For the next in this series of interviews of organizers and participants in the SOCiAL: Art + People initiative, I had the privilege of corresponding with many practitioners engaged deeply in the relationship of art, nature, and social justice. The format of the event in La Tierra de la Culebra Park on Thursday October 24th, entitled Can Artists Heal Nature in LA? includes 10 people each speaking briefly for 5 minutes, accompanied by a potluck and generous open discussion. In keeping with this format, I asked the participants to respond to questions in a single sentence (and if possible, a 140 character tweet-size answer). Some participants adhered to this more than others, but all collated succinct and thoughtful responses that give some insight into their work and concerns. Janet Owen Driggs was an instigator and facilitator of this event’s organization, and begins by explaining its underlying impetus and process of organization.
Janet Owen Driggs: The subject is such an enormous one, and one that I am wrestling with a lot at the moment. Not literally, I mean I am under no illusions that ‘art’ can ‘heal’ ‘nature’. But because I believe the question, because it is crass, enables us to access some very important, elusive, other questions. It begins to pry open:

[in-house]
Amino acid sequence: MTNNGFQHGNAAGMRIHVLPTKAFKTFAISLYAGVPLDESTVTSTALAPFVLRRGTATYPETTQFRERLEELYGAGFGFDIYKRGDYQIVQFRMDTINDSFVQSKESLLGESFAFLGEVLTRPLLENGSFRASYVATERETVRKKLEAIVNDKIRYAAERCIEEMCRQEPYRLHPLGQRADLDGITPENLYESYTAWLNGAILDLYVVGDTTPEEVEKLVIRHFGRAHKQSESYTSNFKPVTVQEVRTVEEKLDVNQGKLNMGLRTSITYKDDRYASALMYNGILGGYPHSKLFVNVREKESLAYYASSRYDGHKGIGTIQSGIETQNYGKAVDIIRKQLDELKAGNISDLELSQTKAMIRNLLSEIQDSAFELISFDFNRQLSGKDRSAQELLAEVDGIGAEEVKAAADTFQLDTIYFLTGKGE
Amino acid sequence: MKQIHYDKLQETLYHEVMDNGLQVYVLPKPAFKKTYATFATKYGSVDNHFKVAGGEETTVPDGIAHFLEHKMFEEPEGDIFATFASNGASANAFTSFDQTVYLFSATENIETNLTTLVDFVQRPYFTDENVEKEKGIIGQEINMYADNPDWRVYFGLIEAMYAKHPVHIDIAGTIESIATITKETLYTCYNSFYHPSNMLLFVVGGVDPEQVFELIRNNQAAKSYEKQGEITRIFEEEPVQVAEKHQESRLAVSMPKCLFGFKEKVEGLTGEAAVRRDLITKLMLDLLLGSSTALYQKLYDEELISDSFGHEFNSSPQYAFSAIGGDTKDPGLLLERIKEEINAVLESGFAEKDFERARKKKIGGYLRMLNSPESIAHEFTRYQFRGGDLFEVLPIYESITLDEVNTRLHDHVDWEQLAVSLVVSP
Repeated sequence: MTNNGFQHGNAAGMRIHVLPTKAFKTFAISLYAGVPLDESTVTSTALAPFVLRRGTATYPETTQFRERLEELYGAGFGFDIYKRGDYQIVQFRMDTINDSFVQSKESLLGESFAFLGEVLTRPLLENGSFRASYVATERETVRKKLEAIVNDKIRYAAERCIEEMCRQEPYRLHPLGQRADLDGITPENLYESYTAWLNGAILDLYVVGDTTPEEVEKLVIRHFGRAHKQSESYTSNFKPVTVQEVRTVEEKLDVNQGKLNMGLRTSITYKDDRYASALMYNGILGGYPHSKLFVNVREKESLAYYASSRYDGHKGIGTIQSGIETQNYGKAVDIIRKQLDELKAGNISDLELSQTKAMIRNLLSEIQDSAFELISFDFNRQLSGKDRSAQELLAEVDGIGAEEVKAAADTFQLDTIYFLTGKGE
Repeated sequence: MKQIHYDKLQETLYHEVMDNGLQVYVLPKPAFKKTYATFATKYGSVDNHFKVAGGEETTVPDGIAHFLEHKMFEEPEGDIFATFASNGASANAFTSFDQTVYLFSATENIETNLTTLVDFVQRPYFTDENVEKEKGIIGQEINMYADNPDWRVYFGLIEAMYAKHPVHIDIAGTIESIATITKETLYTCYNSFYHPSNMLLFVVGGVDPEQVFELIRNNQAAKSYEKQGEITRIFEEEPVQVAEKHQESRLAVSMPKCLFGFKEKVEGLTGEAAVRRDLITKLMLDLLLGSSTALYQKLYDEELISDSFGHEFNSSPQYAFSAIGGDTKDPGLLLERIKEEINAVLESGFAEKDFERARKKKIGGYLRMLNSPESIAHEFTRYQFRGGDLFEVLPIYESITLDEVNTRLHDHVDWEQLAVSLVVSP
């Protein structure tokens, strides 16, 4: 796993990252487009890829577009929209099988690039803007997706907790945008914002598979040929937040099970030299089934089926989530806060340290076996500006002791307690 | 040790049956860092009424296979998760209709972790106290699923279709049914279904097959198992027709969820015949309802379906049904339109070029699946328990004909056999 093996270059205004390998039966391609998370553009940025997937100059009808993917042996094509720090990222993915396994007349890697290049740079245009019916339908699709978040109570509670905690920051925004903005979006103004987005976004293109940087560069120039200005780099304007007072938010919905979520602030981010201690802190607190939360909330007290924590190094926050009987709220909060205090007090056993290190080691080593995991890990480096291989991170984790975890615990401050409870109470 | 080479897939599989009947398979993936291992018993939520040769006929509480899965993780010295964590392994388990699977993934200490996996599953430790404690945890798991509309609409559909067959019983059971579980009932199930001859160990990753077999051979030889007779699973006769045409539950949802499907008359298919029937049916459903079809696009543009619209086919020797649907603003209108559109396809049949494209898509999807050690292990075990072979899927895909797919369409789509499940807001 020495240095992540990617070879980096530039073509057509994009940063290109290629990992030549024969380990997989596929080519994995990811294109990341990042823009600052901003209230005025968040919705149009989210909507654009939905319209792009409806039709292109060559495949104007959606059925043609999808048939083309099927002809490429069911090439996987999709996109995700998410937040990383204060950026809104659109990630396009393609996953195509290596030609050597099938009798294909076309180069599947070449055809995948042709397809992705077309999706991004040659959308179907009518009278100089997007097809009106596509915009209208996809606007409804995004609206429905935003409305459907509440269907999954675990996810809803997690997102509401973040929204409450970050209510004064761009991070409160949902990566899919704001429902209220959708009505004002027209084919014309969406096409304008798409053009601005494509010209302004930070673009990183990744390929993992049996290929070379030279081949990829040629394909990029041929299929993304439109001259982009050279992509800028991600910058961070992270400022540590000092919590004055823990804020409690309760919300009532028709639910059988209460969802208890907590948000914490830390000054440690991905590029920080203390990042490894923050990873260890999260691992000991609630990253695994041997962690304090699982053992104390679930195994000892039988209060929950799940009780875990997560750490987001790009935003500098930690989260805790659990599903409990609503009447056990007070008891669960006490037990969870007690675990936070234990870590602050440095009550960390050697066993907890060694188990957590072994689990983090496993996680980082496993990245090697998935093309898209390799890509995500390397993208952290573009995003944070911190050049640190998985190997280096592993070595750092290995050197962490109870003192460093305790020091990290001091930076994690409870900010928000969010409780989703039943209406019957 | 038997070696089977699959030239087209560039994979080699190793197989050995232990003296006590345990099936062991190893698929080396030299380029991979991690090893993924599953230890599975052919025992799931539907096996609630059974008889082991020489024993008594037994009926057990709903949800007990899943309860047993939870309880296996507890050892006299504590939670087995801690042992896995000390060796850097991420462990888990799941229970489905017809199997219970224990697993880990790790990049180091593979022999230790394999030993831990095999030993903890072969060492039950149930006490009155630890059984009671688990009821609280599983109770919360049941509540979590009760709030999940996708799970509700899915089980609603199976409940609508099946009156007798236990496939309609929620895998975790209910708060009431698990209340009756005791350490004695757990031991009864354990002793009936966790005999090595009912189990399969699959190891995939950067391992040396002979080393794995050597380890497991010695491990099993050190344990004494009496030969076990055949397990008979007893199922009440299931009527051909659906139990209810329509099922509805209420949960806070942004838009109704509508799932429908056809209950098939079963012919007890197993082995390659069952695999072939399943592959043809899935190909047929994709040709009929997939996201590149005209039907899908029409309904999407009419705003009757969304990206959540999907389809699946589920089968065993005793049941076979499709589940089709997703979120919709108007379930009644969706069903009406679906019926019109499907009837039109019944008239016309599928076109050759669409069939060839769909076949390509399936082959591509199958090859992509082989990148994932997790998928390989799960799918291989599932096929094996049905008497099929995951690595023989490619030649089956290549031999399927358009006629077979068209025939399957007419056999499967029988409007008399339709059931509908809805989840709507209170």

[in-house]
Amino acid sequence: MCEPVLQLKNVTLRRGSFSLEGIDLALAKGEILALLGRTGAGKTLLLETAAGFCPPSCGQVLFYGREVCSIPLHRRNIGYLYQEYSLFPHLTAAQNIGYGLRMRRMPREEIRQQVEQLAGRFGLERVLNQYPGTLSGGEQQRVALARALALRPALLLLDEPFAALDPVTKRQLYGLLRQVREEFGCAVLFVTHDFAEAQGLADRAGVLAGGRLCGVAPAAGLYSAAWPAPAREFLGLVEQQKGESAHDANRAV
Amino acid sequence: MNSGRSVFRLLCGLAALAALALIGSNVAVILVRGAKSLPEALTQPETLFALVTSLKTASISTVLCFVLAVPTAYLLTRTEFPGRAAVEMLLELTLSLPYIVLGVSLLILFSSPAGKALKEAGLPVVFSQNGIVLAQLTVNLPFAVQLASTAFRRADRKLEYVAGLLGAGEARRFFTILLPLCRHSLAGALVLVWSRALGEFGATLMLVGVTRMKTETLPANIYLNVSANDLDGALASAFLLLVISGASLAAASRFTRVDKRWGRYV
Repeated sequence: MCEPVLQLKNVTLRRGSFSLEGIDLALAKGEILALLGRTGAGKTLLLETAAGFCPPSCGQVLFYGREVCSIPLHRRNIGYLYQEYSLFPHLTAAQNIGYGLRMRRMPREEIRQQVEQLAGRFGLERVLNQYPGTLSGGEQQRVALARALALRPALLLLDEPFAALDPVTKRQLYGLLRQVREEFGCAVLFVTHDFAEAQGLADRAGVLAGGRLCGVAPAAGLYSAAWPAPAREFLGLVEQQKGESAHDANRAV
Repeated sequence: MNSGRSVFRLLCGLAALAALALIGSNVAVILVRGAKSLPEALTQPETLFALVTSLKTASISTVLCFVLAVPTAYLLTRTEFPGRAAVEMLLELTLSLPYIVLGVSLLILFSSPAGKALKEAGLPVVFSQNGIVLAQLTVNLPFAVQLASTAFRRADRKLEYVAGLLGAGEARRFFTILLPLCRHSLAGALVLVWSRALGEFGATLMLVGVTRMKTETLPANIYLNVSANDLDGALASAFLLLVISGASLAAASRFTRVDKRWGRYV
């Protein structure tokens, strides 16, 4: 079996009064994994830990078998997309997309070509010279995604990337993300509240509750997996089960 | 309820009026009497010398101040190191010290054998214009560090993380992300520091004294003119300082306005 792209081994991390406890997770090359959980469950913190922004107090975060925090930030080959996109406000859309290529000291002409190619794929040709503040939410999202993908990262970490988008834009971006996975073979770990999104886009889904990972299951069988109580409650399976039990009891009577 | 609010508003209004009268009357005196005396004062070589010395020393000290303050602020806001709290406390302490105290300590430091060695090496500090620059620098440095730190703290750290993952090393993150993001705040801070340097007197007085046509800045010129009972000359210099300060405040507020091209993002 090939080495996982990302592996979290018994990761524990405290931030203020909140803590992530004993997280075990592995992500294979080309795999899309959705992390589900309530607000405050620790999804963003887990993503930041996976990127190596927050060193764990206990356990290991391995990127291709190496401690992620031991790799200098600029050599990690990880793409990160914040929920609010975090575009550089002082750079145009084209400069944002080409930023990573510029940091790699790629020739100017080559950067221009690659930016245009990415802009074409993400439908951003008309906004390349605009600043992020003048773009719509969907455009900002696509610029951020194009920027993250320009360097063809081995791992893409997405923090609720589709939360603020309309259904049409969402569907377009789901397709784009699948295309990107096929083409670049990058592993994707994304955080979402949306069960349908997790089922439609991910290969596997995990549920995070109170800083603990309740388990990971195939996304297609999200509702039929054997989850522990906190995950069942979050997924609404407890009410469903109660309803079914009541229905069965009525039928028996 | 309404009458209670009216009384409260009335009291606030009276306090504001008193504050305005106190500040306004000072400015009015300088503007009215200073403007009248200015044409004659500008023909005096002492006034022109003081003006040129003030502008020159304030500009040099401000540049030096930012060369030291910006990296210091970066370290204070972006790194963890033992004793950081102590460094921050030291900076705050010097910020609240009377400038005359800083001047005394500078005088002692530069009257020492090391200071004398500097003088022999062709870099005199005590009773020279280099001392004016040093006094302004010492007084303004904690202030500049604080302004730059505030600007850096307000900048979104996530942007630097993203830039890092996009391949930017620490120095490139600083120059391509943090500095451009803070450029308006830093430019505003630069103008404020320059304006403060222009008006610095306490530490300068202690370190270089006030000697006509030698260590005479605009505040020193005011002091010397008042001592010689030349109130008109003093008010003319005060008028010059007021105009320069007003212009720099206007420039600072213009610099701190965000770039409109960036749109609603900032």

1) Access the ways in which we conceptualize, and (attempt to) experience, the environment as a thing apart from ourselves.
2) Consider ways of constituting “non-humans” as subjects.
3) Think about our practices as beginning to not only imagine and represent difference or change, but to perform it.
It might be useful to know the process by which this was organized. Anne Bray contacted me in June (or thereabouts) to see if I was interested in organizing something about the art/nature intersection for her conversation series, SOCiAL: Art + People. We talked it through a bit and, aware of my own limitations, I reached out to a small group of people whose participation I felt was crucial to avoid a stale, repetitive conversation on the topic.
As a group we identified a number of geographically, culturally, racially, and economically diverse initiatives that are operating at that art/nature intersection. Hoping to bring people together from a variety of these initiatives, we wanted a lot of voices in the conversation. We consequently decided on the 10-person/5-minute structure and started compiling a long list of potential presenters.
Janet Owen Driggs, Olivia Chumacero, and Anne Hars organized the event, with participants and co-organizers including Hadley Arnold, Tricia Ward, Allison Danielle Behrstock, Andy Lipkis, Mark Lakeman, Ron Finley, Eric Knutzen, Jane Tsong, Jenny Price, and Sarah Dougherty. Read the rest of the interview here.